A book about three guys who risked everything to turn an idea into a global business
Conventional wisdom says most startups need to be in Silicon Valley, started by young engineers around a sexy new idea, and backed by VC funding. But as Mikkel Svane reveals in Startupland, the story of founding Zendesk was anything but conventional.
Founded in a Copenhagen loft by three thirty-something friends looking to break free from corporate doldrums, Zendesk Inc. is now one of the hottest enterprise software companies, still rapidly growing with customers in 150 countries. But its success was anything but predestined. With revealing stories both funny and frank, Mikkel shares how he and his friends bravely left secure jobs to start something on their own, how he almost went broke several times, how they picked up themselves and their families to travel across the world to California and the unknown, and how the three friends were miraculously still together for Zendesk’s IPO and (still growing) success.
Once again, the final negotiations happened at the chicken farm. All of the paperwork was expected to go through before mid-night, but it got delayed and conversations dragged out the whole night.
I didn’t sleep, but it didn’t matter. The next day we drove down to the beach at the western side of the peninsula for a barbeque lunch. The weather was fantastic, we were eating new Danish potatoes directly off the grill, and the kids were running around butt naked playing on the shoreline.
My father-in-law asked me about what happened the night before. I tried to explain the $6 million investment, but I couldn’t make it make sense.
“How much again?” he asked. He was clearly excited about the big number, but also completely perplexed by the nature of the deal.
To him, it was so abstract. The world of the Internet is surreal to someone whose work is so grounded in the practical arts of keeping animals. All of his life he got up at 5 a.m. and went to bed at 11 p.m. and worked every hour in between. There was a fixed correlation with how hard you worked and how much money you made. And it was very physical.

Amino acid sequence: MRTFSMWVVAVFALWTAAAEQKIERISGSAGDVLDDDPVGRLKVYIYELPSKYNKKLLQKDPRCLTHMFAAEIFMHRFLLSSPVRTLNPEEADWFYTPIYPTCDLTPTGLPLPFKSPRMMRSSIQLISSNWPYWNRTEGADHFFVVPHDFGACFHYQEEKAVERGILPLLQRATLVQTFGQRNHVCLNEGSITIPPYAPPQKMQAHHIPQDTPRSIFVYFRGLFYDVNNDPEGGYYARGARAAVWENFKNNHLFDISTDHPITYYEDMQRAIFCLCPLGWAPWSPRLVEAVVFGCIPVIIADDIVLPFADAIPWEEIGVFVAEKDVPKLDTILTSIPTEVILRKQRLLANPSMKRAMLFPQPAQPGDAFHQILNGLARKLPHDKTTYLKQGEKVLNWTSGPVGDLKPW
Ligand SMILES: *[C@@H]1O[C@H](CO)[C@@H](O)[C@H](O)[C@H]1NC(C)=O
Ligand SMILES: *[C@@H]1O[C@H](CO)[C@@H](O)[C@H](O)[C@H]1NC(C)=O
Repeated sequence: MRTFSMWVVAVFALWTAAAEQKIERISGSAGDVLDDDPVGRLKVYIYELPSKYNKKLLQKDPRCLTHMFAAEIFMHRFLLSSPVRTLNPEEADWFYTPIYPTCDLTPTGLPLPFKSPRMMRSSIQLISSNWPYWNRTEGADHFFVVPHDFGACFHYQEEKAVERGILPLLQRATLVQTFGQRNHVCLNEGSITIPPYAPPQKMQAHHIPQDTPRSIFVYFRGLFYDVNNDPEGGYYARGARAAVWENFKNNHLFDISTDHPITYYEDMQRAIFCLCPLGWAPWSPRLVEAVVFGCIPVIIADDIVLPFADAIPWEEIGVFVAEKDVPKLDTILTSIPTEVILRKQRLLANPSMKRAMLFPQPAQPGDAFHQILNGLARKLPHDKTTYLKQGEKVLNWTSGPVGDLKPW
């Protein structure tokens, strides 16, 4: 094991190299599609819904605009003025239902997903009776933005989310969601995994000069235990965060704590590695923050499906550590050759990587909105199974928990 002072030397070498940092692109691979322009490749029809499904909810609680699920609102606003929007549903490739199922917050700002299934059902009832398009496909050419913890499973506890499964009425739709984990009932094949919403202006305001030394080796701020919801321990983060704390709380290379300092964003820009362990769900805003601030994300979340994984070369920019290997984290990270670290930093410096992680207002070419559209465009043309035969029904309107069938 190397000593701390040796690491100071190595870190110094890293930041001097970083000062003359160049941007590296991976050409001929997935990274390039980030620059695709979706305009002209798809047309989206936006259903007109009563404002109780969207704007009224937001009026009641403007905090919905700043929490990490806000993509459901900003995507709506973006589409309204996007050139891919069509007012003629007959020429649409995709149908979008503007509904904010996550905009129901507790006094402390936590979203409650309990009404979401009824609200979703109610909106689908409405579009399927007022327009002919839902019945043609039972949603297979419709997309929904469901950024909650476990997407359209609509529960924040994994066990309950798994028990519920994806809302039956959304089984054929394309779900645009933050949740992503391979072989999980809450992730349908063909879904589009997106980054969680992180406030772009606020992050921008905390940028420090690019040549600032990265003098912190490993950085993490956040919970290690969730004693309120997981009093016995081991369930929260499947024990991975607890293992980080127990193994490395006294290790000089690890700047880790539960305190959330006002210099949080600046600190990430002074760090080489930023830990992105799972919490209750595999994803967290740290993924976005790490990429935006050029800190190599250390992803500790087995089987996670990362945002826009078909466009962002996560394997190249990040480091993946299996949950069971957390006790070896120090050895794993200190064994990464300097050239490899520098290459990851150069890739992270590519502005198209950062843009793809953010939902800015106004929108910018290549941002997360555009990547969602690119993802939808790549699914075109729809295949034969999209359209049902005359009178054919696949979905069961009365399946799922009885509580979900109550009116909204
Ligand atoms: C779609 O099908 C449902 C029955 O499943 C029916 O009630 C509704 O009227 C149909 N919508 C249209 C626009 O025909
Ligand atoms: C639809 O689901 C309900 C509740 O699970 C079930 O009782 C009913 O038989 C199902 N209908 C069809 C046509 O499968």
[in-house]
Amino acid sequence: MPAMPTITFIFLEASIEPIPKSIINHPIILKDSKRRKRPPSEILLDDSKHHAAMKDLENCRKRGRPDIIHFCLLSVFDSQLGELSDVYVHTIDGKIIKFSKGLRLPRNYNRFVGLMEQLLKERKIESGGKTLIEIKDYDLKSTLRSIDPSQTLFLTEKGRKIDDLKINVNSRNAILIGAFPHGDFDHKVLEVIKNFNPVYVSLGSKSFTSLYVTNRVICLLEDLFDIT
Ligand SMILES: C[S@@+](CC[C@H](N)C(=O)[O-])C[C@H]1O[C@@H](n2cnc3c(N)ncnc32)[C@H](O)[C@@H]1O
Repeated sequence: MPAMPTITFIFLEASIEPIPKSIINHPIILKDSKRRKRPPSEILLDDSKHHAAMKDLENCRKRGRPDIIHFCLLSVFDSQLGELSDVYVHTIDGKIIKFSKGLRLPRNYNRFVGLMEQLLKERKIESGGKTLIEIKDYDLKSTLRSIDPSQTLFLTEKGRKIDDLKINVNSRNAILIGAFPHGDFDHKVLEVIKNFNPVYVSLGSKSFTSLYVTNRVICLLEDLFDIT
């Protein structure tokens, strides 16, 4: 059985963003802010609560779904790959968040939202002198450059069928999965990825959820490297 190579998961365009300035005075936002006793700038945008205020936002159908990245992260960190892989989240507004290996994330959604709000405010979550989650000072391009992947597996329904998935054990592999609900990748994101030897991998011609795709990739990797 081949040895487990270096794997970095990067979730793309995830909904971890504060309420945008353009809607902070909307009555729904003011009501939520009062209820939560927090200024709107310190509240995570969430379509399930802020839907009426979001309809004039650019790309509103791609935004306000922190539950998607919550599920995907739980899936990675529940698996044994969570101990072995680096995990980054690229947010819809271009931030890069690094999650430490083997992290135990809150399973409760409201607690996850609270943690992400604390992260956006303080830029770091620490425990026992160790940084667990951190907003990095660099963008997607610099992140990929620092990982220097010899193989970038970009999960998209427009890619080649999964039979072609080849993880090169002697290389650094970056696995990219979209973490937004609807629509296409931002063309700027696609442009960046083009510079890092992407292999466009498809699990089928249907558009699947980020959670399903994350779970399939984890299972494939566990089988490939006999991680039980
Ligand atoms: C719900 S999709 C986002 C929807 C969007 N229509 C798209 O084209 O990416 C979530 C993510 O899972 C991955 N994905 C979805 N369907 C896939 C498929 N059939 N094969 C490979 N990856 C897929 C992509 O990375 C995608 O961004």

My work was so different. We worked from anywhere in front of our laptops and connected to people all over the world. There was no physical product to hold or ship, but people, smart people, just invested crazy amounts of money into it. Perhaps the only thing that made sense about it was that it didn’t make a whole lot of sense.
After we closed the seed round, we publicly celebrated with a press release, which Christoph sent to his network in Silicon Valley and San Francisco. He pitched it to various tech blogs, most notably GigaOM and TechCrunch. GigaOM got back to us pretty quickly and asked for an exclusive. We were thrilled. Om Malik did the interview himself. Then, right before it ran, TechCrunch reached out.
“We want to run this story. Give us the details.”
Christoph wrote back, “You didn’t respond, so we gave the story to Om Malik.”
That kick-started an exchange with Michael Arrington that had me shaking in my sneakers.
“Don’t ever email me again,” Arrington wrote.
I tried to step in and smooth things over between Christoph and Arrington, emailing some funny remarks. They were no better received.
“Take me off your email list,” Arrington responded. “This is not a joke. Don’t ever call me again.”
I was profoundly worried. TechCrunch was the mother ship of everything startup—I needed for us to be anointed by it, not annihilated! I was not well prepared for this game. Sitting in Alex’s kitchen, I had to admit that I had no idea what I was doing.
“Oh my god, Michael Arrington just blackballed us from Silicon Valley,” I announced.
The only consolation was that later, Om Malik did publish a nice post. “It’s not sexy, like some social networks, but it is useful and fully featured,” he wrote of us. “Zendesk would fall into our ‘small really is beautiful’ category of startups.”
It wasn’t a total disaster.
"Mikkel Svane’s Startupland is a refreshingly honest and provocative account of his journey building Zendesk, complete with the hard choices, unexpected turns, and sheer terrors involved in running a startup. Svane blends practical advice with deeply personal reflections on the company, the industry, and Silicon Valley as a whole. A must-read for aspiring entrepreneurs."
"Mikkel Svane is a great founder who wrote a great book about some of the not-so-great moments throughout his entrepreneurial escapades. With honesty, humor, and humility, Startupland shows what it’s really like."
"I read Startupland over one weekend. I laughed, I cried, and mostly I was so happy I was on the other side. Mikkel Svane knows what it’s like and tells it as it is. A must-read."
"Startupland is a refreshingly honest and humble inside look from Mikkel Svane, a Silicon Valley outsider. Startup founders will want to keep it as a reference for whenever things aren’t going according to plan (which is all the time)."
"Few people have the courage to leave their country and safety, even fewer end up with any real success, and hardly anyone is willing to share the real story in an honest and humorous way; Mikkel Svane did all of that. Startupland is bound to inspire you and have great impact on your life!"
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